• Security: The two sides will try to maintain law-enforcement co-operation at the same level as now, “as far as is technically and legally possible.” There should be “timely exchanges of intelligence and sensitive information between the relevant Union bodies and the United Kingdom authorities.”

Why many Conservatives opposed it

Brexit secretary Dominic Raab, shown on Aug. 31, has resigned his position in Ms. May's government over the tentative deal.

Virginia Mayo/The Associated Press

The Conservative government has had a long and acrimonious debate between the proponents of so-called hard Brexit (a complete departure from the European single market) and a compromise to keep Northern Ireland in the single market and allow freedom of movement across its border with the Republic of Ireland. Ms. May’s pursuit of a “soft Brexit” compromise has angered the hard Brexit faction for months: Last July, her chief negotiator on the Brexit file, David Davis, resigned, and other ministers followed suit.

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Last November, the tentative deal provoked a new wave of resignations from critics who said it leaves Britain beholden to EU rules even after the divorce. High-profile departures so far include:

  • Brexit minister Dominic Raab
  • Suella Braverman, a junior minister in Mr. Raab’s office
  • Pensions minister Esther McVey
  • Junior Northern Ireland minister Shailesh Vara

Some of the hard-brexit Conservatives even triggered a confidence vote in Ms. May’s leadership by writing letters to the party’s “1922 committee,” which represents lawmakers without government jobs. She survived that challenge in a Dec. 12 vote – 200 in favour of keeping her on, 117 voting against her – but her authority was badly damaged in the process. By the time her Brexit plan came up for a vote on Jan. 15, 118 of her fellow Conservative MPs voted against it, though she was able to barely survive a confidence vote the following day.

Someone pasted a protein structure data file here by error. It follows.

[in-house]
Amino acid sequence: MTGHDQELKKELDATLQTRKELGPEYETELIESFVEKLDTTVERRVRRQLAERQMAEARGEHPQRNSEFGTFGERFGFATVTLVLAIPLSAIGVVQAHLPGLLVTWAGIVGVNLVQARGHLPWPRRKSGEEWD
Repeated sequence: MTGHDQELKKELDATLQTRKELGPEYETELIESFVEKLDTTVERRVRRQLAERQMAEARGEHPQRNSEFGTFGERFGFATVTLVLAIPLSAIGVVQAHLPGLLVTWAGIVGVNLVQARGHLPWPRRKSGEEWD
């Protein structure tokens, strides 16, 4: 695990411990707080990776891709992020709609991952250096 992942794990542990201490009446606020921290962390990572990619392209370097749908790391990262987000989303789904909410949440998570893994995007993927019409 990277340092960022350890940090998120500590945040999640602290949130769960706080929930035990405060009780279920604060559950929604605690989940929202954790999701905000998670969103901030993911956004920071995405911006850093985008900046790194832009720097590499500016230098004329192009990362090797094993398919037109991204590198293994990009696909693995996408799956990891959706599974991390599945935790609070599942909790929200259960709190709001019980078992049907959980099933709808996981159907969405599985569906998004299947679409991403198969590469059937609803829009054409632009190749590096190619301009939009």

Why other parties oppose it

DUP: Northern Ireland’s Democratic Unionist Party, whose 10 MPs hold the balance of power in supporting Ms. May’s minority government, also opposes the deal because they fear the backstop will leave Northern Ireland treated differently than the rest of Britain. The party has threatened to bring the government down if its concerns are not met.

Labour: Party leader Jeremy Corbyn calls the deal “half-baked” because it doesn’t actually exit the entire country from the EU, instead creating “an indefinite halfway house” where Britain has no real say over its affairs. He said Parliament “cannot and will not accept a false choice between this deal and no deal.”

The deal’s big defeat

Jan. 15, 2019: A full House of Commons gets ready to vote on Ms. May's Brexit plan.

HO/AFP/Getty Images

The House’s final decision on Ms. May’s plan got delayed for weeks as she fended off the leadership challenge and tried to get more concessions from her European counterparts. Finally, 432 MPs voted against it, and 202 for it – the largest parliamentary defeat for a government since 1924. Deal or no deal, the U.K. formally leaves the EU on March 29, unless both sides (including every EU member state) agree to extend the date.

What could be next for May

What happens when May comes forward with a new deal?

Parliament agrees on a new plan

Government and Parliament fail to agree, leading to a deadlock

PM may ask EU to extend Article 50

European Parliament and Council vote

New Brexit variant

No deal Brexit

No Brexit,

Britain cancels Article 50

New Brexit referendum

SOURCE: REUTERS

What happens when May comes forward with a new deal?

Parliament agrees on a new plan

Government and Parliament fail to agree, leading to a deadlock

PM may ask EU to extend Article 50

European Parliament and Council vote

New Brexit variant

No deal Brexit

No Brexit,

Britain cancels Article 50

New Brexit referendum

SOURCE: REUTERS

What happens when May comes forward with a new deal?

Parliament agrees on a new plan

Government and Parliament fail to agree, leading to a deadlock

PM may ask EU to extend Article 50

European Parliament and Council vote

New Brexit variant

No deal Brexit

No Brexit,

Britain cancels Article 50

New Brexit referendum

SOURCE: REUTERS

Analysis and commentary

Editorial: The Brexit farce just got turned up to 11

Doug Saunders: Amid the Brexit chaos, parliamentary democracy makes a bold return

Compiled by Globe staff

With reports from Paul Waldie, Associated Press and Reuters